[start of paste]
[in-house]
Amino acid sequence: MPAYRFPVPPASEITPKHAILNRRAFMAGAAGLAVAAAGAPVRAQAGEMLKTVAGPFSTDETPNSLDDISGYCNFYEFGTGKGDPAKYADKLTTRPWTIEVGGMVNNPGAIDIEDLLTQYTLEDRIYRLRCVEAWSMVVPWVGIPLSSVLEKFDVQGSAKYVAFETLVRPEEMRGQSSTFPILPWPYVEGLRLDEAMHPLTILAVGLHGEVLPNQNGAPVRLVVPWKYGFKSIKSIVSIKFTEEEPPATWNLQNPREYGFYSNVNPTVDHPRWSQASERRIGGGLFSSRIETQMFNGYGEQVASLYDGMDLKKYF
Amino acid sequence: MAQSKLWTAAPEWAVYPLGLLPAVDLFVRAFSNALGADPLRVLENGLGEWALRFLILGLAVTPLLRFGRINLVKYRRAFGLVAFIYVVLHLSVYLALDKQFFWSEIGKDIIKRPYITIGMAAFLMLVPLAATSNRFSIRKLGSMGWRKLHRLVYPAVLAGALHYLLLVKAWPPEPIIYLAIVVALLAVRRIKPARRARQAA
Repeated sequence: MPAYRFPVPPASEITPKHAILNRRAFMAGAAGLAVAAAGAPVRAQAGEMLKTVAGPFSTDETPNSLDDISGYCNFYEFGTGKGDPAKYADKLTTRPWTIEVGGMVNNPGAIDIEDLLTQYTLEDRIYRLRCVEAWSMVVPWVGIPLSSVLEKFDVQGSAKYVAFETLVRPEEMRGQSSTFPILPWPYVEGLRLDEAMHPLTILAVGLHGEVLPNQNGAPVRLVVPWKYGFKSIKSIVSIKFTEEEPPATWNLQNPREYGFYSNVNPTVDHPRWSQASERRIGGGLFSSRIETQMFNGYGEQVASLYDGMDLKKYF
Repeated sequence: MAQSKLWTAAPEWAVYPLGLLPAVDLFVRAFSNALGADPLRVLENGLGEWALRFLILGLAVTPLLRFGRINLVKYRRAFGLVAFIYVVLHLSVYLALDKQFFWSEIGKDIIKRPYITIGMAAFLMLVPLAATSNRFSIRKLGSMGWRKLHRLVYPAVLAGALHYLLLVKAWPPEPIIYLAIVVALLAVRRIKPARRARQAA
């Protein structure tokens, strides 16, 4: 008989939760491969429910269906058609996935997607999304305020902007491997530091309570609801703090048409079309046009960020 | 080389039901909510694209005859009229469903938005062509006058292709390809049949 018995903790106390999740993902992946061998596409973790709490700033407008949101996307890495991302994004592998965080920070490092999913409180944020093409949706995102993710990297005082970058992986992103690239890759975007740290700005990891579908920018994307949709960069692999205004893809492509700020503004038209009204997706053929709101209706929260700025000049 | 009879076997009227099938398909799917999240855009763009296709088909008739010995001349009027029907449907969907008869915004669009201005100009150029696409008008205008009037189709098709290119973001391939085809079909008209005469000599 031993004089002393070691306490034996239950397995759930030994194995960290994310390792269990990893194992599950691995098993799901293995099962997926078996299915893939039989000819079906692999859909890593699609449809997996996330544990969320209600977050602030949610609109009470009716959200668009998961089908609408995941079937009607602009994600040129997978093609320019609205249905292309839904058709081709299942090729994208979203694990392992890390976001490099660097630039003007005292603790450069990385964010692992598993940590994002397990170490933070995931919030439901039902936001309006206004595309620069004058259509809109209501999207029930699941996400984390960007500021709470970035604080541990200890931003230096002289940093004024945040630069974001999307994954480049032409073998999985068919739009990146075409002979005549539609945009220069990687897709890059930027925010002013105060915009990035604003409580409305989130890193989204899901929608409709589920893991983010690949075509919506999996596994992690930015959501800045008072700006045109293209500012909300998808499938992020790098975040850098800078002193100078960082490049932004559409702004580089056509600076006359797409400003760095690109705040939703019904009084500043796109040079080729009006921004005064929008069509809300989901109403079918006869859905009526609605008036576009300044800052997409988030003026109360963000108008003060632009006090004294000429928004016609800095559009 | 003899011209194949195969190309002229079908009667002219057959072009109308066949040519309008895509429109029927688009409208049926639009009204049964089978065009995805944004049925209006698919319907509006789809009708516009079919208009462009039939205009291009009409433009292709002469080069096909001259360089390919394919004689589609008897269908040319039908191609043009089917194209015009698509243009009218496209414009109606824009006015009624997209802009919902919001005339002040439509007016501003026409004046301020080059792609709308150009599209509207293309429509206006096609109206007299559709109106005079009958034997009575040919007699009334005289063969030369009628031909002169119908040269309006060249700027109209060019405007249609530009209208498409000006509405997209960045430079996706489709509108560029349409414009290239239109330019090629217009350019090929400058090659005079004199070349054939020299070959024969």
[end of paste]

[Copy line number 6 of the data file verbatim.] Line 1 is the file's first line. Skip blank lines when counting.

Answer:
């Protein structure tokens, strides 16, 4: 008989939760491969429910269906058609996935997607999304305020902007491997530091309570609801703090048409079309046009960020 | 080389039901909510694209005859009229469903938005062509006058292709390809049949 018995903790106390999740993902992946061998596409973790709490700033407008949101996307890495991302994004592998965080920070490092999913409180944020093409949706995102993710990297005082970058992986992103690239890759975007740290700005990891579908920018994307949709960069692999205004893809492509700020503004038209009204997706053929709101209706929260700025000049 | 009879076997009227099938398909799917999240855009763009296709088909008739010995001349009027029907449907969907008869915004669009201005100009150029696409008008205008009037189709098709290119973001391939085809079909008209005469000599 031993004089002393070691306490034996239950397995759930030994194995960290994310390792269990990893194992599950691995098993799901293995099962997926078996299915893939039989000819079906692999859909890593699609449809997996996330544990969320209600977050602030949610609109009470009716959200668009998961089908609408995941079937009607602009994600040129997978093609320019609205249905292309839904058709081709299942090729994208979203694990392992890390976001490099660097630039003007005292603790450069990385964010692992598993940590994002397990170490933070995931919030439901039902936001309006206004595309620069004058259509809109209501999207029930699941996400984390960007500021709470970035604080541990200890931003230096002289940093004024945040630069974001999307994954480049032409073998999985068919739009990146075409002979005549539609945009220069990687897709890059930027925010002013105060915009990035604003409580409305989130890193989204899901929608409709589920893991983010690949075509919506999996596994992690930015959501800045008072700006045109293209500012909300998808499938992020790098975040850098800078002193100078960082490049932004559409702004580089056509600076006359797409400003760095690109705040939703019904009084500043796109040079080729009006921004005064929008069509809300989901109403079918006869859905009526609605008036576009300044800052997409988030003026109360963000108008003060632009006090004294000429928004016609800095559009 | 003899011209194949195969190309002229079908009667002219057959072009109308066949040519309008895509429109029927688009409208049926639009009204049964089978065009995805944004049925209006698919319907509006789809009708516009079919208009462009039939205009291009009409433009292709002469080069096909001259360089390919394919004689589609008897269908040319039908191609043009089917194209015009698509243009009218496209414009109606824009006015009624997209802009919902919001005339002040439509007016501003026409004046301020080059792609709308150009599209509207293309429509206006096609109206007299559709109106005079009958034997009575040919007699009334005289063969030369009628031909002169119908040269309006060249700027109209060019405007249609530009209208498409000006509405997209960045430079996706489709509108560029349409414009290239239109330019090629217009350019090929400058090659005079004199070349054939020299070959024969």